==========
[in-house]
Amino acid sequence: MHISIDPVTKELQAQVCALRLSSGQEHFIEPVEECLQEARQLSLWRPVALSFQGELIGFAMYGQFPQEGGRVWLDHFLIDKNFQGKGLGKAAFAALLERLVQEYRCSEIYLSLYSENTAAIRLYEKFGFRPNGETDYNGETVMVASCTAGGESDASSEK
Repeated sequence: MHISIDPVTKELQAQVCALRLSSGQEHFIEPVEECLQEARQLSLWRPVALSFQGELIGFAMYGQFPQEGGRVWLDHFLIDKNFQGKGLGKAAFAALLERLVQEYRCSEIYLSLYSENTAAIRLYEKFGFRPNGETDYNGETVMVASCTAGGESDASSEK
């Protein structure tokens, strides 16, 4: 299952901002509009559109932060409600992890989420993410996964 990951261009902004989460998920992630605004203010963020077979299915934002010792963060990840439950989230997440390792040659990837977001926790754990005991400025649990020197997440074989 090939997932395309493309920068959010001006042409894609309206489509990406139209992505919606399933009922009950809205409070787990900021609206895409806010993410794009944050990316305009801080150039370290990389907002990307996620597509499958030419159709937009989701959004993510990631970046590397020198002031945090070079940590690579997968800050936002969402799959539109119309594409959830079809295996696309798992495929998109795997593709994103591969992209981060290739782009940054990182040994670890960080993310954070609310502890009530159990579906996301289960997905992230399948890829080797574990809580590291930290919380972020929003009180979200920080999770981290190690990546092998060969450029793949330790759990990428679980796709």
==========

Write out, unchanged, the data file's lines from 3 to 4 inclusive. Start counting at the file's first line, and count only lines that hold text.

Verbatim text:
Repeated sequence: MHISIDPVTKELQAQVCALRLSSGQEHFIEPVEECLQEARQLSLWRPVALSFQGELIGFAMYGQFPQEGGRVWLDHFLIDKNFQGKGLGKAAFAALLERLVQEYRCSEIYLSLYSENTAAIRLYEKFGFRPNGETDYNGETVMVASCTAGGESDASSEK
């Protein structure tokens, strides 16, 4: 299952901002509009559109932060409600992890989420993410996964 990951261009902004989460998920992630605004203010963020077979299915934002010792963060990840439950989230997440390792040659990837977001926790754990005991400025649990020197997440074989 090939997932395309493309920068959010001006042409894609309206489509990406139209992505919606399933009922009950809205409070787990900021609206895409806010993410794009944050990316305009801080150039370290990389907002990307996620597509499958030419159709937009989701959004993510990631970046590397020198002031945090070079940590690579997968800050936002969402799959539109119309594409959830079809295996696309798992495929998109795997593709994103591969992209981060290739782009940054990182040994670890960080993310954070609310502890009530159990579906996301289960997905992230399948890829080797574990809580590291930290919380972020929003009180979200920080999770981290190690990546092998060969450029793949330790759990990428679980796709």